Short-range part

In the short range neural network, we also include the atomic charge via an additional input neuron, such that the atomic energy contribution also depends on global charge distributions. The expression of atomic energies is very similar to the 2G-HDNNP and it can be expressed as a function of symmetry functions and atomic charges. The atomic forces can be calculated by taking the derivatives of the energy with respect to the atomic positions

\[ \begin{align} F_{\mathrm{\alpha}} = -\sum_{i=1}^{N_{\mathrm{at}}}\frac{dE_i}{d r_{\mathrm{\alpha}}} = -(\sum_{j=1}^{N_{\mathrm{neig},i}} \sum_{k=1}^{N_{\mathrm{SF},j}} \frac{\partial E_j}{\partial G_{j,k}} \cdot \frac{\partial G_{j,k}}{\partial r_{\mathrm{\alpha}}} + \sum_{j=1}^{N_{\mathrm{at}}} \sum_{k=1}^{N_{\mathrm{at}}} \frac{\partial E_j}{\partial Q_{k}} \cdot \frac{\partial Q_{k}}{\partial r_{\mathrm{\alpha}}}) \end{align} \]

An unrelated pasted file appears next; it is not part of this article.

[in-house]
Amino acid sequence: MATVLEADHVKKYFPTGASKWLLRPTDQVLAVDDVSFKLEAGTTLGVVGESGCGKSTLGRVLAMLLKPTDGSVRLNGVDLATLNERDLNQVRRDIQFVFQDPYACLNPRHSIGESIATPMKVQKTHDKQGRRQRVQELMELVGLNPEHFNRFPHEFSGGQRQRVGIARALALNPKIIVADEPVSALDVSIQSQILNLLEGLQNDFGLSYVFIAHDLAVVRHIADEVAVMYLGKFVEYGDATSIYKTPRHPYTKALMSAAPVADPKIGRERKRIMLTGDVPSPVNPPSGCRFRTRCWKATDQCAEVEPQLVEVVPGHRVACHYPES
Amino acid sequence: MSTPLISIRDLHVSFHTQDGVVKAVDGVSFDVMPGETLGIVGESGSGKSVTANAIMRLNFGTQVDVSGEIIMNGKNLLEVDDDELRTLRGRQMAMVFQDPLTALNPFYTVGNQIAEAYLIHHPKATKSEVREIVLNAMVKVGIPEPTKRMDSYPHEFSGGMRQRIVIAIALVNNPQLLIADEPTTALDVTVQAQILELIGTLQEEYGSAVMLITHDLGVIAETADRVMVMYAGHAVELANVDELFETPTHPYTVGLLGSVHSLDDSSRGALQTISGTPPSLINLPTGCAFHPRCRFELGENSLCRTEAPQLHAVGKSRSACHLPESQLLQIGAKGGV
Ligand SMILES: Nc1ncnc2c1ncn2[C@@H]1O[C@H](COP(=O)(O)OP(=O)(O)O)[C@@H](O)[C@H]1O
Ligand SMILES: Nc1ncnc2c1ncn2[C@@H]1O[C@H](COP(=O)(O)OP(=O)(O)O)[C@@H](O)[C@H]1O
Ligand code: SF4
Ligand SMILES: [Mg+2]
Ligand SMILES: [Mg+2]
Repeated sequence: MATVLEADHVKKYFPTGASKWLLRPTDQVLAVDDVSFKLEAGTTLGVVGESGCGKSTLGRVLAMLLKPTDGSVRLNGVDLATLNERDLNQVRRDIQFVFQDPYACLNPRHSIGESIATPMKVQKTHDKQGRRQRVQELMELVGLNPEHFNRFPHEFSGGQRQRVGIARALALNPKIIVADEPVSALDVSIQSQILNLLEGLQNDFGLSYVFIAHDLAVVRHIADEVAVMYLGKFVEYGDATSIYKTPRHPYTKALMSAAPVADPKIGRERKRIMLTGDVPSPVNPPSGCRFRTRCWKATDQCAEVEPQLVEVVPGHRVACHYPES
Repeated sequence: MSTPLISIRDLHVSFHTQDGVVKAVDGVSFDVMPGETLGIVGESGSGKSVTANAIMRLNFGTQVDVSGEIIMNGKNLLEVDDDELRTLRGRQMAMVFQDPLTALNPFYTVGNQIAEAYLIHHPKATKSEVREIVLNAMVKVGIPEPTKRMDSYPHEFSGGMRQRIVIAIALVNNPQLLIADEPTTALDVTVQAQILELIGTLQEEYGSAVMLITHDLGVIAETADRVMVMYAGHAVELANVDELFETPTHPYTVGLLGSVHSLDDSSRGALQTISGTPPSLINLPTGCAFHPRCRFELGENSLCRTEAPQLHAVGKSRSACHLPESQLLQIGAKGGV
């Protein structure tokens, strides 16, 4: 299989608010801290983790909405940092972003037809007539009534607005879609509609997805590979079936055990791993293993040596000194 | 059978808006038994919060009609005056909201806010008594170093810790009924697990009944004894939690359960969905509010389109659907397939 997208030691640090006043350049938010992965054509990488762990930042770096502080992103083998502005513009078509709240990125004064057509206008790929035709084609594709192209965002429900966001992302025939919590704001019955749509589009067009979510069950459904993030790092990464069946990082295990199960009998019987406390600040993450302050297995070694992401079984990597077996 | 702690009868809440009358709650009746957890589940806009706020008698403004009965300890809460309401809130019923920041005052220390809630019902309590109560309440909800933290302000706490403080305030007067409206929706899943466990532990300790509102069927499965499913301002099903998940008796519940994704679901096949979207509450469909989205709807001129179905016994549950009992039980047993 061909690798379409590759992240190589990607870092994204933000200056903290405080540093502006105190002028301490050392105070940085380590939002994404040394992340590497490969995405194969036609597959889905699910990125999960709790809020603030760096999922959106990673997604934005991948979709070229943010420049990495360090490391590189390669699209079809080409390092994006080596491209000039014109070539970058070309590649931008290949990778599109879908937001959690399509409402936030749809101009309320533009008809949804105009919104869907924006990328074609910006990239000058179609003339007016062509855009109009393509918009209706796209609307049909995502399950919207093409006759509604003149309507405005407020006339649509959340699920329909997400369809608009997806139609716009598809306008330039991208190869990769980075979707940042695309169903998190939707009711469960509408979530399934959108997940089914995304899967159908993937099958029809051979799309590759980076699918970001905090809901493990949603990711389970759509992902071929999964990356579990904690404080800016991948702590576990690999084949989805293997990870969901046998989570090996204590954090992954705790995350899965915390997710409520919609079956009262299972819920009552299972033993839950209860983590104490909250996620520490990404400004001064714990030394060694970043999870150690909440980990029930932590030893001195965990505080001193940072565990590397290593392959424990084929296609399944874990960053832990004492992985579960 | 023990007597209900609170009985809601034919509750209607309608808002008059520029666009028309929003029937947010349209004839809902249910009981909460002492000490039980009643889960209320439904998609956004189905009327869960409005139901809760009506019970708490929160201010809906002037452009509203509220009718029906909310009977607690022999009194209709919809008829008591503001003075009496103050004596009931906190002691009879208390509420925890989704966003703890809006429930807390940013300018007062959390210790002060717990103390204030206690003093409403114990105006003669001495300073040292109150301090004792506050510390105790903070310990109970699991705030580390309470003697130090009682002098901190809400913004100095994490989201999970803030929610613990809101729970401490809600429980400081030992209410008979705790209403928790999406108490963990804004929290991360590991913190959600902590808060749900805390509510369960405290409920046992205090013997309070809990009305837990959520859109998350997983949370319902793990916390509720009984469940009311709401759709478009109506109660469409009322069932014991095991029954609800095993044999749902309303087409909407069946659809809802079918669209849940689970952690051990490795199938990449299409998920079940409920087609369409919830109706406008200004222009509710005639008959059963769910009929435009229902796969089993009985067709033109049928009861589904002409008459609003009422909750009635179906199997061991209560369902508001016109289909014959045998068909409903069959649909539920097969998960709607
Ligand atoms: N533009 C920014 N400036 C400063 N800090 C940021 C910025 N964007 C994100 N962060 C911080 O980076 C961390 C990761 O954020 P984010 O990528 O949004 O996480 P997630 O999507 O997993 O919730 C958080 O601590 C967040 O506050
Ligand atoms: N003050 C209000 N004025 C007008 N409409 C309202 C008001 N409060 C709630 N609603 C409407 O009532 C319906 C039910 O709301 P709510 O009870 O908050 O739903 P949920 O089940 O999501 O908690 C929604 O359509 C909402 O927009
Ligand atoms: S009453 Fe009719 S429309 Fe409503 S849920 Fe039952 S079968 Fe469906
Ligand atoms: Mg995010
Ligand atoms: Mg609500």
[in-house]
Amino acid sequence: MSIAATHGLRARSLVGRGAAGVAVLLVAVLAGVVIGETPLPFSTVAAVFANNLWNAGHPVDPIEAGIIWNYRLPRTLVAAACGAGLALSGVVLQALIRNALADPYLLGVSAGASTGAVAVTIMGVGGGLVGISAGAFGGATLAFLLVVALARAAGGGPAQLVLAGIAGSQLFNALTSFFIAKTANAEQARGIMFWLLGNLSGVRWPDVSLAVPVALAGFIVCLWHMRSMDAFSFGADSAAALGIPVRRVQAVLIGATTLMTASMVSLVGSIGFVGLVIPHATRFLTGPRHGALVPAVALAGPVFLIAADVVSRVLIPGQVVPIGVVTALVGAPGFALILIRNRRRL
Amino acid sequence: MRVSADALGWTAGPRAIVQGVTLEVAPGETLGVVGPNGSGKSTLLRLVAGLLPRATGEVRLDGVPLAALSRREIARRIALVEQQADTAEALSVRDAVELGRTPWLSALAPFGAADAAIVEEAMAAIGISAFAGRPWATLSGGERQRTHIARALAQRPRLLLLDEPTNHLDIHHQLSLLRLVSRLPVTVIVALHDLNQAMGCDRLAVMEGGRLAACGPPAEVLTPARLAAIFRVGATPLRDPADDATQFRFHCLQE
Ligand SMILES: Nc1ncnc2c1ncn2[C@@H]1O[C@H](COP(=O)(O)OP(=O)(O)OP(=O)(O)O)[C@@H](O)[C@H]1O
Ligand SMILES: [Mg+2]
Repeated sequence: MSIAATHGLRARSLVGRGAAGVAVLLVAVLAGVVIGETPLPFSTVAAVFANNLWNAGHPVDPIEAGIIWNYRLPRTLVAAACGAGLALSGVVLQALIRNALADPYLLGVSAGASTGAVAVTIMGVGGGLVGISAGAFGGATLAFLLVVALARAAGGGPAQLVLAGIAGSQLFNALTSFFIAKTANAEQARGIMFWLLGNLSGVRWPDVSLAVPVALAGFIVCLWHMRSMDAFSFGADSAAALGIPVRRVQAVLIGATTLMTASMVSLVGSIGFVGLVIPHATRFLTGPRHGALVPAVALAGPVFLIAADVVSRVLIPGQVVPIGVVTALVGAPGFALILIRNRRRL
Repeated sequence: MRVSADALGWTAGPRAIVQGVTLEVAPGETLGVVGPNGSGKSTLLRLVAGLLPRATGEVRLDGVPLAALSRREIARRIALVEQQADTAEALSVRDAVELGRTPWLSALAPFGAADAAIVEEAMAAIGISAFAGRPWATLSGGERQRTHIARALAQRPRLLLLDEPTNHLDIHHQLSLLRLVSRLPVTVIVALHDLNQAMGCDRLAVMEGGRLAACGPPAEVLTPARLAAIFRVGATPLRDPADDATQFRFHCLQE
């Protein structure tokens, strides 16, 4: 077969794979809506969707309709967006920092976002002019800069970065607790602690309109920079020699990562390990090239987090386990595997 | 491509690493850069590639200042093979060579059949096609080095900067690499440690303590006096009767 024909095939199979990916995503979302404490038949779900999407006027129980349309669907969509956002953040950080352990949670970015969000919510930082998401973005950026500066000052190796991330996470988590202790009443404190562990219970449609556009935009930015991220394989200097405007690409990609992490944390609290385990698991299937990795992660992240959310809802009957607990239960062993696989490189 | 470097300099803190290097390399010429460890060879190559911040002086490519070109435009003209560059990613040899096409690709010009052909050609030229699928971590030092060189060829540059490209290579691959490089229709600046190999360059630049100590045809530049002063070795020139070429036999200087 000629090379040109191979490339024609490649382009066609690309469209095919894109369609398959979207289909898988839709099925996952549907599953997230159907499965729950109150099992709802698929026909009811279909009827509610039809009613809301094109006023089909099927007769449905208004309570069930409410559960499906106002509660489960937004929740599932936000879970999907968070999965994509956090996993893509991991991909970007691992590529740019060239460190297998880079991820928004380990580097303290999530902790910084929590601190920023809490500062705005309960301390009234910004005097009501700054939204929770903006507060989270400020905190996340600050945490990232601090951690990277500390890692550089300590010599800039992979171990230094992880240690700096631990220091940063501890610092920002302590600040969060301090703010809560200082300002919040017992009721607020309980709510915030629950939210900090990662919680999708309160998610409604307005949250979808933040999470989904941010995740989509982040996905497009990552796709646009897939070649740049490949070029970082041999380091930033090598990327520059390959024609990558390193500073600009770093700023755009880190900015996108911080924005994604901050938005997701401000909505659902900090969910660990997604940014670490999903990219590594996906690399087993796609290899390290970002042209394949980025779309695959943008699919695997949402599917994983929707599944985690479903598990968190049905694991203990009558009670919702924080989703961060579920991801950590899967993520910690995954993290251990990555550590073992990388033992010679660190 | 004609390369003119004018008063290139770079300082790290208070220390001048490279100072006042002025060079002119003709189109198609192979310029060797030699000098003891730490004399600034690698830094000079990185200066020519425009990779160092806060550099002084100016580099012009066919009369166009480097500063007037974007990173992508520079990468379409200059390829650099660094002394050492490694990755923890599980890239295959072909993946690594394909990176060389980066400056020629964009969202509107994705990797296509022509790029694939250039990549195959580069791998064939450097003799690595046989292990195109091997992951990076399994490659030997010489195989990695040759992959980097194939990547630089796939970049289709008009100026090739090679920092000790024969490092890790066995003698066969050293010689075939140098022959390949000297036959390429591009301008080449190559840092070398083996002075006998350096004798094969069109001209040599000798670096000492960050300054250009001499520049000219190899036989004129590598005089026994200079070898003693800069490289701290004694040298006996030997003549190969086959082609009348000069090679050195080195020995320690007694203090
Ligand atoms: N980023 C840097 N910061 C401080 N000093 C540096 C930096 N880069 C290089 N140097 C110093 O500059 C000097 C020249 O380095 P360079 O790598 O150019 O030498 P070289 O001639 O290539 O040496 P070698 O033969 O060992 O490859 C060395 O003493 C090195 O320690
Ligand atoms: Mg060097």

where \(F_{\mathrm{\alpha}}\) and \(G_{j,k}\) represent the force component \(\mathrm{\alpha}\) and the \(k^{\mathrm{th}}\) symmetry function of atom \(j\) respectively. In addition, \(N_{\mathrm{SF},i}\), \(N_{\mathrm{neig},i}\) equal to number of symmetry functions and neighbors of atom \(i\) and \(N_{\mathrm{at}}\) the total number of atom. Note that \(N_{\mathrm{neig},i}\) includes the atom \(i\) itself. If the method described in section  is used, the last term, which includes the partial derivatives of the atomic charges w.r.t. the atomic coordinates, can be avoided.